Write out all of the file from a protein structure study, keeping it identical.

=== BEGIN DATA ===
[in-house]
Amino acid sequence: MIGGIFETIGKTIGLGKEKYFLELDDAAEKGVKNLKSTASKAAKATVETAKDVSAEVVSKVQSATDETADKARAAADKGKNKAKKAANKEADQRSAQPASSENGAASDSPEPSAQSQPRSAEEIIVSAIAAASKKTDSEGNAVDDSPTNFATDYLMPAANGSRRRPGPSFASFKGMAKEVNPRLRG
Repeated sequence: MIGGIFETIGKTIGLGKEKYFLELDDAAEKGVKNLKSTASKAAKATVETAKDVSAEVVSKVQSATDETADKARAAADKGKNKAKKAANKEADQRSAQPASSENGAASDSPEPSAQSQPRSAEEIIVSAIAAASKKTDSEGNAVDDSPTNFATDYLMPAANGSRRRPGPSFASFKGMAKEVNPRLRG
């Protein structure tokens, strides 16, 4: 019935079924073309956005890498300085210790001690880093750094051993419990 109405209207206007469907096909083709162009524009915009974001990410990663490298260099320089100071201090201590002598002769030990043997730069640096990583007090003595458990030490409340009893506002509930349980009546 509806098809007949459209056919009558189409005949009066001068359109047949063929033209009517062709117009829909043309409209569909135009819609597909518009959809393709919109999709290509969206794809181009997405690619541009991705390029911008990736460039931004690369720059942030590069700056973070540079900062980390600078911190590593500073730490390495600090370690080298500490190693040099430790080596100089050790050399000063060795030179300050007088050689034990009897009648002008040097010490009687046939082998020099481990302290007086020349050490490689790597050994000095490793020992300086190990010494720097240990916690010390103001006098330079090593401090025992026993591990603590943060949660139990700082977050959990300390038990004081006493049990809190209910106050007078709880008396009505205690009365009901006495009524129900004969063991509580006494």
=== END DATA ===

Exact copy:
[in-house]
Amino acid sequence: MIGGIFETIGKTIGLGKEKYFLELDDAAEKGVKNLKSTASKAAKATVETAKDVSAEVVSKVQSATDETADKARAAADKGKNKAKKAANKEADQRSAQPASSENGAASDSPEPSAQSQPRSAEEIIVSAIAAASKKTDSEGNAVDDSPTNFATDYLMPAANGSRRRPGPSFASFKGMAKEVNPRLRG
Repeated sequence: MIGGIFETIGKTIGLGKEKYFLELDDAAEKGVKNLKSTASKAAKATVETAKDVSAEVVSKVQSATDETADKARAAADKGKNKAKKAANKEADQRSAQPASSENGAASDSPEPSAQSQPRSAEEIIVSAIAAASKKTDSEGNAVDDSPTNFATDYLMPAANGSRRRPGPSFASFKGMAKEVNPRLRG
């Protein structure tokens, strides 16, 4: 019935079924073309956005890498300085210790001690880093750094051993419990 109405209207206007469907096909083709162009524009915009974001990410990663490298260099320089100071201090201590002598002769030990043997730069640096990583007090003595458990030490409340009893506002509930349980009546 509806098809007949459209056919009558189409005949009066001068359109047949063929033209009517062709117009829909043309409209569909135009819609597909518009959809393709919109999709290509969206794809181009997405690619541009991705390029911008990736460039931004690369720059942030590069700056973070540079900062980390600078911190590593500073730490390495600090370690080298500490190693040099430790080596100089050790050399000063060795030179300050007088050689034990009897009648002008040097010490009687046939082998020099481990302290007086020349050490490689790597050994000095490793020992300086190990010494720097240990916690010390103001006098330079090593401090025992026993591990603590943060949660139990700082977050959990300390038990004081006493049990809190209910106050007078709880008396009505205690009365009901006495009524129900004969063991509580006494």